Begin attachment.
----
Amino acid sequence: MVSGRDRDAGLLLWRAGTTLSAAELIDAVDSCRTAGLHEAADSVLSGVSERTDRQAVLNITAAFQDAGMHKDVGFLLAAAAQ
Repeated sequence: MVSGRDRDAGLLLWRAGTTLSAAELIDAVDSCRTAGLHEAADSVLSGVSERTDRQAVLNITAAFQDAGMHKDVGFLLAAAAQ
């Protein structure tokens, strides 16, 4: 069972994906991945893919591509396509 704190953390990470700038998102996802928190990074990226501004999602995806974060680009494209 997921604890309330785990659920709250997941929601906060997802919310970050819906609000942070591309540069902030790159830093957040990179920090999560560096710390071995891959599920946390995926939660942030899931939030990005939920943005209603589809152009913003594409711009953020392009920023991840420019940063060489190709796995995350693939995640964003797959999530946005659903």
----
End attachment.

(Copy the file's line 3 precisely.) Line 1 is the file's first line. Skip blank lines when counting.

């Protein structure tokens, strides 16, 4: 069972994906991945893919591509396509 704190953390990470700038998102996802928190990074990226501004999602995806974060680009494209 997921604890309330785990659920709250997941929601906060997802919310970050819906609000942070591309540069902030790159830093957040990179920090999560560096710390071995891959599920946390995926939660942030899931939030990005939920943005209603589809152009913003594409711009953020392009920023991840420019940063060489190709796995995350693939995640964003797959999530946005659903």